Verse 27 says, “27 And beginning with Moses and all the Prophets, he interpreted to them in all the Scriptures the things concerning himself.”
Moses wrote the first five books of the Bible. Shortly after recording the creation of the world and the creation of the first humans, Moses records their fall into sin. They disobeyed God and listened instead to Satan, plunging the world into sin. God had said if they did not obey, they would surely die and when they disobeyed, death entered our world. Human beings were now under the curse of judgment.
But at that time God also cursed the serpent and made a promise. In Genesis 3:15, God speaking to the Serpent says,
I will put enmity between you and the woman, and between your offspring and her offspring; he shall bruise your head, and you shall bruise his heel.”
God said the world would be filled with struggle between the children of the promise and the children of the devil but there would be a day when one of the decedents of the woman would finally defeat the ancient Serpent, crushing his head, but the promised one would also be wounded in the process. This promised redeemer is Jesus Christ.
As the rest of the Old Testament unfolds, this promise of redemption gets unpacked with more and more detail. The entire story of the Bible is really a story of the unfolding of this promise that finds its fulfillment in Jesus. These two disciples on the road were confused and disappointed because they did not understand their Bible. It often works that way for us too. The more clearly, we understand the Bible, the more clearly we see Christ. The result is our anxiety and confusion are replaced with peace and joy.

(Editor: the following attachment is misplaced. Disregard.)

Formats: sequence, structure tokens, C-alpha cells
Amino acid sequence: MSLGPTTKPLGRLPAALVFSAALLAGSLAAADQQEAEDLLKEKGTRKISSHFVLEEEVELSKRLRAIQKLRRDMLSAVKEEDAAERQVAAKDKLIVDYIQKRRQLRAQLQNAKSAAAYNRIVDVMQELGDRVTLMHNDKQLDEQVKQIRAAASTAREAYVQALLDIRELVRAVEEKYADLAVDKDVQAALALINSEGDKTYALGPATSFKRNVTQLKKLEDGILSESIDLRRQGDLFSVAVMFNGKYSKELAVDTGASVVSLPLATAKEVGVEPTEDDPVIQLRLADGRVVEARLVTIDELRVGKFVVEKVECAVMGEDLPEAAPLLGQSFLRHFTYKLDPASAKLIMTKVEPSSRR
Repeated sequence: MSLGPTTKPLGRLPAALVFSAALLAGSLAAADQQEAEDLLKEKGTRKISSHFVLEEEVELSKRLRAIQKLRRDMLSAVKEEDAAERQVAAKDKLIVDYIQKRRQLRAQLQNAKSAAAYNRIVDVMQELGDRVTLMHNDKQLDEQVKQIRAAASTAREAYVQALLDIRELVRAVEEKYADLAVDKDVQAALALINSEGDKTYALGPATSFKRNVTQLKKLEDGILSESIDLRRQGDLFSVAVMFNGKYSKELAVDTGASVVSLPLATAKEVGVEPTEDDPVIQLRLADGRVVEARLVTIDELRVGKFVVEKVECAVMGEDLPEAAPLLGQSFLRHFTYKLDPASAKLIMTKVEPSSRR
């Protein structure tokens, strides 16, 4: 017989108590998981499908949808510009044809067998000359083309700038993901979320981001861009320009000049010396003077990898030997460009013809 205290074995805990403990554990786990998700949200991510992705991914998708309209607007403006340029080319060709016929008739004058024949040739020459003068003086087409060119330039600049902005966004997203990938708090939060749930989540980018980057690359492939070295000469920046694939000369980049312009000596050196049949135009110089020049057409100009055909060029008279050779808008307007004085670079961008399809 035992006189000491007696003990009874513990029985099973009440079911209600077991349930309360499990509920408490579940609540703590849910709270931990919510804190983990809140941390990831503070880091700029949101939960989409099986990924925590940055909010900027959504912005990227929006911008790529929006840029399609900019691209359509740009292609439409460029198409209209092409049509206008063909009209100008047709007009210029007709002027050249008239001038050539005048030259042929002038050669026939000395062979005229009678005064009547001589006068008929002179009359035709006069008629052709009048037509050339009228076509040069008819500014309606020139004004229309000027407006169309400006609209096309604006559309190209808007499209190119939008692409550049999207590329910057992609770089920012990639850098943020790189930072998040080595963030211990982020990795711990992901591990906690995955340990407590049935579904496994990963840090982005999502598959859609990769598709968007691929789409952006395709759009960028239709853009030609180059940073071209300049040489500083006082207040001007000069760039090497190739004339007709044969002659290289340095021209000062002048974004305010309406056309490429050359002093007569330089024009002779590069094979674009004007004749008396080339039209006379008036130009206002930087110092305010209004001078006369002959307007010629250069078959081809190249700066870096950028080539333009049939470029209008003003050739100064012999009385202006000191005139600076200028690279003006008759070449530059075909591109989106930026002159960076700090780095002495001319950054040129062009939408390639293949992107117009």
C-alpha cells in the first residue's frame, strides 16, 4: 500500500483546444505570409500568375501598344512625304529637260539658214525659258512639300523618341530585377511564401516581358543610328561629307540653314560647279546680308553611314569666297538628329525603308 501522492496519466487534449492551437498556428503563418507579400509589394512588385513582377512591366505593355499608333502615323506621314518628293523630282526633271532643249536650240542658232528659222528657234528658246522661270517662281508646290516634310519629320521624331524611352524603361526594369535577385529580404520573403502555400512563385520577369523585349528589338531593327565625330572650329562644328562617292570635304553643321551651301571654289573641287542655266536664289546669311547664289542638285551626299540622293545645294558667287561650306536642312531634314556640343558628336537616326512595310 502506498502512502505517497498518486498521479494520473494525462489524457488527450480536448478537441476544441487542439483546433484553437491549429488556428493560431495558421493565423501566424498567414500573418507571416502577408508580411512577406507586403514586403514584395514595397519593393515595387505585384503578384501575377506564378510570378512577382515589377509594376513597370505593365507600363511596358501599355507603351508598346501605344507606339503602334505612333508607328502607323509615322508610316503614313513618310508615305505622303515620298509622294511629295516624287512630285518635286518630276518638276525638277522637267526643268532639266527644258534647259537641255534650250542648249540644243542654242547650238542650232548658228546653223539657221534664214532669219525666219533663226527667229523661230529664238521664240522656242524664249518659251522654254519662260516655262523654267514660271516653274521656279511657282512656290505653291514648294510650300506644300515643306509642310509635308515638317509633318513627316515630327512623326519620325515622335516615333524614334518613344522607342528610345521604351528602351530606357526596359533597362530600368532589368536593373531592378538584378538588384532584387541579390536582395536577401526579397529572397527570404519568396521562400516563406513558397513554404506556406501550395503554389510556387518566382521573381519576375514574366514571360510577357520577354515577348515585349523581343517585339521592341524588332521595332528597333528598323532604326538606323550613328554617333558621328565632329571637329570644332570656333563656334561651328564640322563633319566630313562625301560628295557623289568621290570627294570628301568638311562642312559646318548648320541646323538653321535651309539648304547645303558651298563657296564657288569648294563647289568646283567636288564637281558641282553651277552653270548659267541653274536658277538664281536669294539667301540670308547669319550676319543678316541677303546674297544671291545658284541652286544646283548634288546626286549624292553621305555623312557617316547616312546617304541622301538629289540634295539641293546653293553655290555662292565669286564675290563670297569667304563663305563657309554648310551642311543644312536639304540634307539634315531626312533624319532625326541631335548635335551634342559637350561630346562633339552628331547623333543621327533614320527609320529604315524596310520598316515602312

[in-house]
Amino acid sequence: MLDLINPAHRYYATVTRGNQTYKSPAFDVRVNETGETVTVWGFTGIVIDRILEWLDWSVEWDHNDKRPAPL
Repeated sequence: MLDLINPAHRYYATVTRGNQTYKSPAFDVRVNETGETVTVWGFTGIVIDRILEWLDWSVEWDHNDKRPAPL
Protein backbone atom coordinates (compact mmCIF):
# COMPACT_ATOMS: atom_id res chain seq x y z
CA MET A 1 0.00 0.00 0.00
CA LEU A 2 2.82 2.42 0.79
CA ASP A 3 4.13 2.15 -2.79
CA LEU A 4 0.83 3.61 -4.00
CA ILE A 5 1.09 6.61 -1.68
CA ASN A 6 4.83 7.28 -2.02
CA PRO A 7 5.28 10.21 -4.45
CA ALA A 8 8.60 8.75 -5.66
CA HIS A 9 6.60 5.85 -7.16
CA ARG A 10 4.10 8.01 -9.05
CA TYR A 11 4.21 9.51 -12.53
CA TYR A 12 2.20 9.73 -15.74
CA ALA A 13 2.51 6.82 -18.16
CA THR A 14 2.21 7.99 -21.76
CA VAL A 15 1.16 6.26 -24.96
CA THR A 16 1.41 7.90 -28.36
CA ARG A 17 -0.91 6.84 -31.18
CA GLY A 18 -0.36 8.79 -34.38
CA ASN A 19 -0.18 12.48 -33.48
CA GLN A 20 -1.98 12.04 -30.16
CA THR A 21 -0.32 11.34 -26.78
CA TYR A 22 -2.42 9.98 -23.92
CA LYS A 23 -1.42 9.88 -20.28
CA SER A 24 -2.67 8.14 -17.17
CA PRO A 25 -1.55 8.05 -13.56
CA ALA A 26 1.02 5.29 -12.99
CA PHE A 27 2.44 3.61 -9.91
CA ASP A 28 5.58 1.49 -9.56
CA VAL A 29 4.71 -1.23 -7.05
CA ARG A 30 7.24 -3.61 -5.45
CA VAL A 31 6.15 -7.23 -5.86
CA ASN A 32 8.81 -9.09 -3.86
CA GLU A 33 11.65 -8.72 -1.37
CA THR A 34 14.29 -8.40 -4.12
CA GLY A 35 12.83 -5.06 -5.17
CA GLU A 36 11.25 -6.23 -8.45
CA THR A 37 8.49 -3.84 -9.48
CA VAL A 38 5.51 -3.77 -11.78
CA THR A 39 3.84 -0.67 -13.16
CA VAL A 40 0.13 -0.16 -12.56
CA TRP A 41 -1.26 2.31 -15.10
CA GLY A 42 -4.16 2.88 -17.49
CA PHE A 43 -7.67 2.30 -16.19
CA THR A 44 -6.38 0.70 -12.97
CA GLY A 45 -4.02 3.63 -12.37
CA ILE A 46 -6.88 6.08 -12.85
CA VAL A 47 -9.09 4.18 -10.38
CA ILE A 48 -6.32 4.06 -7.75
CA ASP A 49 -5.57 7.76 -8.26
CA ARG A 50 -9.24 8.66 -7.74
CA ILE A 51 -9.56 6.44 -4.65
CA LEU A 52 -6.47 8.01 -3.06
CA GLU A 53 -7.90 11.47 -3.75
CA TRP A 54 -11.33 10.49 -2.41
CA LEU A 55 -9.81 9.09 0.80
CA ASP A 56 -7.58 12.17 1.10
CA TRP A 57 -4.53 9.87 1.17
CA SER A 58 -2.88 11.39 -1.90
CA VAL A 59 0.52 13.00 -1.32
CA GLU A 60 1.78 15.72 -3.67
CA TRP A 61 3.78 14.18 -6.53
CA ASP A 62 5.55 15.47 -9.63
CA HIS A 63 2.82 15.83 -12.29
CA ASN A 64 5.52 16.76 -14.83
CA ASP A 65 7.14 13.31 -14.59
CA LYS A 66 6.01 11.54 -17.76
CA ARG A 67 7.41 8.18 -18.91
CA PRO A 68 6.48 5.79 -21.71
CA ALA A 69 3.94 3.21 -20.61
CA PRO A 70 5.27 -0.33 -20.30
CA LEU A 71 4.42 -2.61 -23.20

These two believed in the glory of the coming king but they had no category for a suffering Messiah. Now, in teaching the greatest course on biblical theology ever taught, Jesus will help them understand. We don’t know everything Jesus said but the New Testament gives us many clues as to some of what Jesus would certainly have shared.
First, the Messiah had to suffer to make atonement for sin. Atonement means to bring two separated parties together. Sin had separated us from God because He is holy. Every Jewish believer knew that sin brings death and that atonement required a blood sacrifice.
Leviticus 17:11 says, “For the life of the flesh is in the blood, and I have given it for you on the altar to make atonement for your souls, for it is the blood that makes atonement by the life.”
This is why Hebrews 9:22 says,
Indeed, under the law almost everything is purified with blood, and without the shedding of blood there is no forgiveness of sins.
You may recall that God accepted the blood sacrifice of Abel but rejected the bloodless sacrifice of Cain. The entire priestly system was connected to the constant shedding of blood. Every day, every week, year after year there was a stream of blood that flowed from constant sacrifices for sin upon the altar in the temple. Forgiveness required a sacrifice.